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Demande pour du Matériel d'éducation nutritionnelle Carence en iode et iodation universelle du sel faible taux d'alphabétisation

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Janny Goris

Senior Public Health Nutritionist

Normal user

30 Nov 2017, 10:50

I have conducted a cross sectional study in highlands of PNG and identified that mild to severe status of iodine nutrition was prevalent in 96% of the children aged 6-12y, indicating that iodine deficiency should be considered as a significant public health problem in this community. The KAP questionnaire showed that women, market stallholders and stakeholders have no knowledeg of iodine and importance of use of iodised salt. It is a very low literacy community, living mainly of subsistence farming.

Can you please help me with suggestions for suitable nutrition education materials for an awareness raising campaign to advocate for adequate regular intake of iodised salt? Note: there is no electricity, no radio, no TV. Thank you.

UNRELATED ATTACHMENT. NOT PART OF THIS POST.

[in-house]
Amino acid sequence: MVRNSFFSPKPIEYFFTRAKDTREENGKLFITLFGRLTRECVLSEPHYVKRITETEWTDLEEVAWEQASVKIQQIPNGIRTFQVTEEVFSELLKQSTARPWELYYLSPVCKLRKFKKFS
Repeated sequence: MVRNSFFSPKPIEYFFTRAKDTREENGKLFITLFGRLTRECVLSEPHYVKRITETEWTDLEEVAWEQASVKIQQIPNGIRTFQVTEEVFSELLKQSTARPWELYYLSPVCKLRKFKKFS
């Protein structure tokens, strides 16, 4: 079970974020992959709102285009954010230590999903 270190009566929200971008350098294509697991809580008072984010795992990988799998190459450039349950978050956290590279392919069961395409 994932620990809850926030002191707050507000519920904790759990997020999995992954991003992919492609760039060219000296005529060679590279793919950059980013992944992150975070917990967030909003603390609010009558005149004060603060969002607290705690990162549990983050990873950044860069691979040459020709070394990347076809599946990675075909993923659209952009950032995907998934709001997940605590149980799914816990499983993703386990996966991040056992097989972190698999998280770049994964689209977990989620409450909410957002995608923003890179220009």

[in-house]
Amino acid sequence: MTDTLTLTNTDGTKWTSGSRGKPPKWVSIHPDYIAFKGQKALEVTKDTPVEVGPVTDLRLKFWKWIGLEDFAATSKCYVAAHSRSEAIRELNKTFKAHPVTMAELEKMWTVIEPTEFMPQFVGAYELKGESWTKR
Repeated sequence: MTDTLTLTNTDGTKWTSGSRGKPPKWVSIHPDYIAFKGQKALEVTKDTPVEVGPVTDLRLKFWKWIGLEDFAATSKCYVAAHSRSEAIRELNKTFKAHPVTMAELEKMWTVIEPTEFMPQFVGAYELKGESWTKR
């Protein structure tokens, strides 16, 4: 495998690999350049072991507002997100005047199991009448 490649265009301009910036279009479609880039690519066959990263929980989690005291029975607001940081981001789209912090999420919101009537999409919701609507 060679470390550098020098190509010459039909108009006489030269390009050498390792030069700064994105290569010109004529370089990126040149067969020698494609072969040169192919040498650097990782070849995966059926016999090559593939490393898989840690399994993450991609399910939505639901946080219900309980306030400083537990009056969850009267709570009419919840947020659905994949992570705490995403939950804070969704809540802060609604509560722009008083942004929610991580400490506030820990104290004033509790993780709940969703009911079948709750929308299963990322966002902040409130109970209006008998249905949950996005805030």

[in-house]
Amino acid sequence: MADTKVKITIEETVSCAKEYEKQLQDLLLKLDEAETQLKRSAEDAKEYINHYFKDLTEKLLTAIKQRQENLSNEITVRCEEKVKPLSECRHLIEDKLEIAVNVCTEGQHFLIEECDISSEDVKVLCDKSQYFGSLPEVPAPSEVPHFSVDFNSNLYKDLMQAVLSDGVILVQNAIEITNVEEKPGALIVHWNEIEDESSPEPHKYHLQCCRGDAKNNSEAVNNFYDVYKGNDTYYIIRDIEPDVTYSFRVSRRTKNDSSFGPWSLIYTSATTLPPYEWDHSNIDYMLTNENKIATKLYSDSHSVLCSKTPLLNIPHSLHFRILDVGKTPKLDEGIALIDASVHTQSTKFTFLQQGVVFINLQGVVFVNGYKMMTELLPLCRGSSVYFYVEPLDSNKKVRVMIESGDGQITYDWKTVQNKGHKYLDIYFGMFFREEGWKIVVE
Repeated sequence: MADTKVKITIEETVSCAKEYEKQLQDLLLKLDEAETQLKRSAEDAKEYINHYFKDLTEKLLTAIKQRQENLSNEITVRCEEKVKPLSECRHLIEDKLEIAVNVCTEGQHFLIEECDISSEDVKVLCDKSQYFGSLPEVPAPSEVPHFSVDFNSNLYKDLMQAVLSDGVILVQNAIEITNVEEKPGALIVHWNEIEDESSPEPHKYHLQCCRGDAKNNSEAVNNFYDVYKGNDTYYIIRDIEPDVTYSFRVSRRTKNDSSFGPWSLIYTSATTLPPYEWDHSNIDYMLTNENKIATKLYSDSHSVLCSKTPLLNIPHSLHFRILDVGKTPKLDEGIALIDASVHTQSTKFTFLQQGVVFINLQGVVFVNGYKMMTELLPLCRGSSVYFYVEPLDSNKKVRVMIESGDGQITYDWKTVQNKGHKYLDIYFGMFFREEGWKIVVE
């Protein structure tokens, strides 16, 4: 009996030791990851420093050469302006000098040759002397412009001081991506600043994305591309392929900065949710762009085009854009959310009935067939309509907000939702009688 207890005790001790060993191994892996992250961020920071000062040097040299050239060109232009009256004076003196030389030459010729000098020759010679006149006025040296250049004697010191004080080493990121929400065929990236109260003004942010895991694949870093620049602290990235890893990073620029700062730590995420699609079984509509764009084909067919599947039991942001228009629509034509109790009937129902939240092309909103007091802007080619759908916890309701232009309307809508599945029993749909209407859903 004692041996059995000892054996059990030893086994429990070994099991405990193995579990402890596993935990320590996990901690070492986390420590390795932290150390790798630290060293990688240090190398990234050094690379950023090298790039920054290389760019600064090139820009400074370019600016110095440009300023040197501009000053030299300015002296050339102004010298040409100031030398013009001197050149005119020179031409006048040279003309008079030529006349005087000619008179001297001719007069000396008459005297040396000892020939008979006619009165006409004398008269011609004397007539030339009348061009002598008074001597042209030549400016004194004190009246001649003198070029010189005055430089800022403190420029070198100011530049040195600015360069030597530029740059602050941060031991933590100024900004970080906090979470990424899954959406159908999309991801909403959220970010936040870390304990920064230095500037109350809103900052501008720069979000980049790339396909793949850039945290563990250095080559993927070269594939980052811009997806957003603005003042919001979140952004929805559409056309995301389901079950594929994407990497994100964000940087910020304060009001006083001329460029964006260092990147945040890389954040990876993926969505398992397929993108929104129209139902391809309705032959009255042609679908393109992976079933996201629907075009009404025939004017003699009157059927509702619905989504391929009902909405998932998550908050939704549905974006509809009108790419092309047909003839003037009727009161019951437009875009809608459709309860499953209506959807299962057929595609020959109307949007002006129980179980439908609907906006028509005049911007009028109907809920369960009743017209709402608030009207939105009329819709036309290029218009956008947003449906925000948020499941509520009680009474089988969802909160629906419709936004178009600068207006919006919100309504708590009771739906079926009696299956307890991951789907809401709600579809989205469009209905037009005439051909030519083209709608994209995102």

Sammy Anyembe

Normal user

30 Nov 2017, 14:59

You can first get in touch with the authority in charge and then find people who can connect you to community health workers who know best how to deliver health related messages to the community. This is because every location has unique characteristics and people have different priorities. In such a setting, face to face interaction would be appropriate hence word of mouth accompanied by pictures and demonstrations would work.

ngakani nyongolo delvaux

nutritionniste. msf Hollande

Normal user

30 Nov 2017, 15:14

Here is my suggestion: work with the Ministry of Health to implement strategies for cooking salt enrichment from the available choice of manufactured salt
study the environment to know the soil of the region which is poor in iodine
find out the places that have more people sick with goitre and more children who are born with neurological problems.

All these elements will help you assist the population to understand the problem.

Tamsin Walters

en-net moderator

Forum moderator

12 Dec 2017, 22:34

From Bradley Woodruff:

Dear Janny Goris:

Thank you for sharing this interesting finding. However, before pursuing potentially expensive program remedies, I would suggest some additional thought about the indicators used to formulate this very high estimate of the prevalence of iodine deficiency.